the blog of Seldom Seen Photography

Of Geese and Daffodils

Snow Geese and Conway ChurchFebruary is a time of two seasons in western Washington. Winter still rules in the mountains (see my last post) and spring arrives in the lowlands. One of the best places to see the meeting of the seasons is on Skagit River delta west of the town of Mount Vernon. Between the South and North Forks of the Skagit River, lies Fir Island – home to thousands of snow geese every winter. Just north of the North Fork lies thousands of fertile acres, many planted with spring flowers.

The snow geese generally arrive in November and are gone by April, with the peak number from mid-December through mid-January. At their peak, there are easily tens of thousands of geese present on Fir Island. Besides the geese, trumpeter swans and tundra swans also migrate to the area. Like bald eagles? Plenty of them as well.

The field north of the river have a few geese as well, but are mainly known for their spring daffodils and tulips. By the time the tulips arrive, the geese are gone, but if your timing it right, you can see the snow geese and blooming daffodil fields on the same trip.

Six years ago, during the first weekend of March, I went to the area and found a huge flock of geese and acres of blooming yellow daffodils. Last week, friend and I made the trip, hoping to duplicate my timing of 2010. And we saw thousands of geese, a few swans, and a dozen or so bald eagles. Unfortunately, we were a bit early for the daffodils – they were just starting to bloom. I would guess that this week and next may be prime blooming.

To see the geese and swans, head north from Seattle on Interstate 5 and take the Conway exit (exit #221). Turn west off the freeway, and at the roundabout in Conway, get on Fir Island Road. The geese can usually be found in the fields either north or south of Fir Island Road a mile or two after you cross the Skagit River. The geese spend the night on the water, and fly back inland during the morning. Last week, we arrived a little before sunrise, a bit early for the geese. But by the time we had finished taking a few sunrise shots, we heard honking on the air. We watched geese fly in in groups of 2 to 200, most landing at a field a few hundred meters off the road. Later in the morning, a few bigger flocks (maybe a 1,000 birds) flew in. It was an amazing sight.

With luck, the flocks will land close to the road and you can get good shots with a 70-200mm zoom lens (as was the case when saw them in 2010). That was not the case last week for me, and I found myself wanting something in the 400 to 600 mm range (which I do not own). I shot with my 70-200mm with a 1.4x teleconvertor.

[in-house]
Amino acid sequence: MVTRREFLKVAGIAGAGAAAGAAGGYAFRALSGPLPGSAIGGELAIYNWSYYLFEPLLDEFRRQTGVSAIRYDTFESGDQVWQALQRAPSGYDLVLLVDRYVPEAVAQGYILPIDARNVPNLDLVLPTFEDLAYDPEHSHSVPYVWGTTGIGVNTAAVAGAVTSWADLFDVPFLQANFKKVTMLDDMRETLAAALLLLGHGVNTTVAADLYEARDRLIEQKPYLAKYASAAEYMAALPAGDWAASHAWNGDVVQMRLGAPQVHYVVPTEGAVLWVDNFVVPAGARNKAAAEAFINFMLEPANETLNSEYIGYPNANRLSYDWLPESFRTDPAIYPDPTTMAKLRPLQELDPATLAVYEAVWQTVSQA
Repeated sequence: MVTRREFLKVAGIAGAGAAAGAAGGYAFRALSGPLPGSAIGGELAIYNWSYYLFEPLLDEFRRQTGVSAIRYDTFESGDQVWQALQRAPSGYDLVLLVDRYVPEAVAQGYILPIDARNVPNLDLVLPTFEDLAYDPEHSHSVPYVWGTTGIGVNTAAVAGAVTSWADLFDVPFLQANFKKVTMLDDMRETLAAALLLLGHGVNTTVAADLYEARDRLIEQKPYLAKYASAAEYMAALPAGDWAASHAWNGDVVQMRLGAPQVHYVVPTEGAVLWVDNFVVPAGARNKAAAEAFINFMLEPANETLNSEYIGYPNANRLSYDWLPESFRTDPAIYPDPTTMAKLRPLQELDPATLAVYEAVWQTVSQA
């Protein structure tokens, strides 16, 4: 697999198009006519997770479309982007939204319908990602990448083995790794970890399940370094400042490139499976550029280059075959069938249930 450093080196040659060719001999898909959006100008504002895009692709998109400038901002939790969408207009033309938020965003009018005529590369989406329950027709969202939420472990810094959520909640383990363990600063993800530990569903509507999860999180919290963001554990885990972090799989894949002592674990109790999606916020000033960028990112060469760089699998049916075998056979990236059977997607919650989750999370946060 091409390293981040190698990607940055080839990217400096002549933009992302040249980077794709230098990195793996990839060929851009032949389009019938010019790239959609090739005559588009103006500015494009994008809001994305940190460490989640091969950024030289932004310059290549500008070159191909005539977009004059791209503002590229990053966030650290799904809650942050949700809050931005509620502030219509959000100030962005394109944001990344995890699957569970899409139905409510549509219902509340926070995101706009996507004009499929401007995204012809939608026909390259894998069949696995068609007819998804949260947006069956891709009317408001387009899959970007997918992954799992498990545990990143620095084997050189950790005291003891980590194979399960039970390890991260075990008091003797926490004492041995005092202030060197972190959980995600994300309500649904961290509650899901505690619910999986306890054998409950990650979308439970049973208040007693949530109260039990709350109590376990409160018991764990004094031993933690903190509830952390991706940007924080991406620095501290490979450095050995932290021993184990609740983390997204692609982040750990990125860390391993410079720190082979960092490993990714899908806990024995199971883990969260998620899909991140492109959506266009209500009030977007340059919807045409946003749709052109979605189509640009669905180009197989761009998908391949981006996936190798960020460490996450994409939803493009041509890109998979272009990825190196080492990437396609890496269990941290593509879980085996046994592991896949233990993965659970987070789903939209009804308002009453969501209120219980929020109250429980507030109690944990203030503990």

Want the best of winter and spring in the Puget Sound lowlands – take my advice and try the geese and daffodils of the Skagit River delta in late February and early March.

One of a dozen or so bald eagles we found.

One of a dozen or so bald eagles we found.

Geese flying in shortly after sunrise.

Geese flying in shortly after sunrise.

A flock flying in later in the morning with Mount Baker in the background.

A flock flying in later in the morning with Mount Baker in the background.

Daffodils - just starting to bloom. No need for a big telephoto lens here!

Daffodils – just starting to bloom. No need for a big telephoto lens here!

It got cloudier as the morning progressed, but that made for some dramatic clouds over the daffodil fields (Olympic Mountains in the background).

It got cloudier as the morning progressed, but that made for some dramatic clouds over the daffodil fields (Olympic Mountains in the background).

This shot is from 2010 when the geese were much closer to the road.

This shot is from 2010 when the geese were much closer to the road and my 70-200mm lens was plenty big to get some “wing” action.

 

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7 responses

  1. awesome all

    February 28, 2016 at 7:32 pm

  2. A great trip it seems, love the photo with the dramatic clouds.

    February 28, 2016 at 10:58 pm

  3. Thanks for the interesting and timely information Joe. You did get some fun images as well! Now I am getting excited for the tulips…. thanks so much Joe!

    February 29, 2016 at 12:00 am

    • Thanks Ernie. Yes, the tulips are great. Amazing colors and endless compositions.

      February 29, 2016 at 12:09 pm

  4. Pingback: I’m Back and A Daytrip Suggestion | Park Preview

  5. Really like that first shot with the geese taking off and the church on the left–so inviting.

    March 6, 2016 at 4:53 am

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